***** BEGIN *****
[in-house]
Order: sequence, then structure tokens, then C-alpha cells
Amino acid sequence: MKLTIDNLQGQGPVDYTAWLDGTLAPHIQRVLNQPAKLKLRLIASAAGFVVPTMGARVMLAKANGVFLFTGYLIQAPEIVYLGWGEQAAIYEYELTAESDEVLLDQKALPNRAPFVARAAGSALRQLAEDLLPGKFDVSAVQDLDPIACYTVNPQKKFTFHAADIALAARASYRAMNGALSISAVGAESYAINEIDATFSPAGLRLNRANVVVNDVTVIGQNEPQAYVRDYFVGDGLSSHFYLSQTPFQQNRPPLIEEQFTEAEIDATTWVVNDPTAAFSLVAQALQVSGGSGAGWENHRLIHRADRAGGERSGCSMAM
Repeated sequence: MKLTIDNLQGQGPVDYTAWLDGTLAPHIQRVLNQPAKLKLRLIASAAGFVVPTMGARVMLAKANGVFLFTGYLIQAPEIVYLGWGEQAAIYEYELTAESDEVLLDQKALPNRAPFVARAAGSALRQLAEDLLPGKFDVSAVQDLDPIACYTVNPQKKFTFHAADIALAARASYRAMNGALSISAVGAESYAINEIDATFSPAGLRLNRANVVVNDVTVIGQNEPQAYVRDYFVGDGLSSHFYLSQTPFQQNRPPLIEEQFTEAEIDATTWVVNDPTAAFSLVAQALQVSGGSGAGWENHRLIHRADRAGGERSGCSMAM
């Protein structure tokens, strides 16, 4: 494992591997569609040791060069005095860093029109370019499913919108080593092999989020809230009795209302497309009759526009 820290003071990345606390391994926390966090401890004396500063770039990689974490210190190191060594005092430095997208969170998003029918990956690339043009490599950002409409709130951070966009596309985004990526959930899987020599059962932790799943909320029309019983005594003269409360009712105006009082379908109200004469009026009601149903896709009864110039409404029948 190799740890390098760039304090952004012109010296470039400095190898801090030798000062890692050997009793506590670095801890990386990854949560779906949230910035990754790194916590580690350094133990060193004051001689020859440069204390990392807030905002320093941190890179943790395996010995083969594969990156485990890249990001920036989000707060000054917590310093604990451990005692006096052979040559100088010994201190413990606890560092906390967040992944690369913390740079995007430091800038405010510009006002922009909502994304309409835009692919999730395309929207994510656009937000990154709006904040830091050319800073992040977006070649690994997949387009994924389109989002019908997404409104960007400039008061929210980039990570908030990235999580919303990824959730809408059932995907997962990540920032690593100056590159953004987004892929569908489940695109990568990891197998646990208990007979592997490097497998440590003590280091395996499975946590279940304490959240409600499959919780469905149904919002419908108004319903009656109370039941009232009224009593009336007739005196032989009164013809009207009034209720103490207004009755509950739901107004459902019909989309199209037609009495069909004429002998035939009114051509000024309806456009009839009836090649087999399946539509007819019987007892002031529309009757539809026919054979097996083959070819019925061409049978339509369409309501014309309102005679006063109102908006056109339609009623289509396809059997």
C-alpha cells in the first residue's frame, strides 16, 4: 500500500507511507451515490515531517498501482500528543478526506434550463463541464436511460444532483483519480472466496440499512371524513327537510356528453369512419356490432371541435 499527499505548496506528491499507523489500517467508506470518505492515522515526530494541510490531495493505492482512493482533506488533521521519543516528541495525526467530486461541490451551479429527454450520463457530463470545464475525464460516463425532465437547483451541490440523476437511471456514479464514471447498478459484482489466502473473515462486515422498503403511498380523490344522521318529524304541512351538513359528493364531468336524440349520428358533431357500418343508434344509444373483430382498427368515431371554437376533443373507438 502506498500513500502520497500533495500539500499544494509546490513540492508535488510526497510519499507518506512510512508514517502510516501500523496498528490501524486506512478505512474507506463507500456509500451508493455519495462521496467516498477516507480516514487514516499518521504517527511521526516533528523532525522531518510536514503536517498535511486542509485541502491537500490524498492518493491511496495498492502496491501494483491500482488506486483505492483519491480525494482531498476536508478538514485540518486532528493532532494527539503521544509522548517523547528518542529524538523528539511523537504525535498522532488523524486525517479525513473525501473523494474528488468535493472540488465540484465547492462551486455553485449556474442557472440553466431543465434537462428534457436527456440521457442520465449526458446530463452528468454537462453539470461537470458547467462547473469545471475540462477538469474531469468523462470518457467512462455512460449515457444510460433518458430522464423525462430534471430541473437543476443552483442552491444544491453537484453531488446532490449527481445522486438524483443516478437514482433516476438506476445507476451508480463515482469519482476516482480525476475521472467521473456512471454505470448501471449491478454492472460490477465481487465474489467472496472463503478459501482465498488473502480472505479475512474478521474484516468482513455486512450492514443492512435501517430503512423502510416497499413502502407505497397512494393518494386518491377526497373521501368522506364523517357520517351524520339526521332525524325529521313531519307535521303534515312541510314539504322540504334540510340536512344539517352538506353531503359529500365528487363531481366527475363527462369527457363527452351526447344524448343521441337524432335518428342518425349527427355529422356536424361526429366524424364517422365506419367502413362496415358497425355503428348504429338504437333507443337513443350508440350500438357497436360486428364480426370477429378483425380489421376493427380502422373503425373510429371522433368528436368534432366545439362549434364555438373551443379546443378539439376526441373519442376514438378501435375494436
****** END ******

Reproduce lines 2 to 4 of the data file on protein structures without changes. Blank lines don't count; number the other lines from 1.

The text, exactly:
Order: sequence, then structure tokens, then C-alpha cells
Amino acid sequence: MKLTIDNLQGQGPVDYTAWLDGTLAPHIQRVLNQPAKLKLRLIASAAGFVVPTMGARVMLAKANGVFLFTGYLIQAPEIVYLGWGEQAAIYEYELTAESDEVLLDQKALPNRAPFVARAAGSALRQLAEDLLPGKFDVSAVQDLDPIACYTVNPQKKFTFHAADIALAARASYRAMNGALSISAVGAESYAINEIDATFSPAGLRLNRANVVVNDVTVIGQNEPQAYVRDYFVGDGLSSHFYLSQTPFQQNRPPLIEEQFTEAEIDATTWVVNDPTAAFSLVAQALQVSGGSGAGWENHRLIHRADRAGGERSGCSMAM
Repeated sequence: MKLTIDNLQGQGPVDYTAWLDGTLAPHIQRVLNQPAKLKLRLIASAAGFVVPTMGARVMLAKANGVFLFTGYLIQAPEIVYLGWGEQAAIYEYELTAESDEVLLDQKALPNRAPFVARAAGSALRQLAEDLLPGKFDVSAVQDLDPIACYTVNPQKKFTFHAADIALAARASYRAMNGALSISAVGAESYAINEIDATFSPAGLRLNRANVVVNDVTVIGQNEPQAYVRDYFVGDGLSSHFYLSQTPFQQNRPPLIEEQFTEAEIDATTWVVNDPTAAFSLVAQALQVSGGSGAGWENHRLIHRADRAGGERSGCSMAM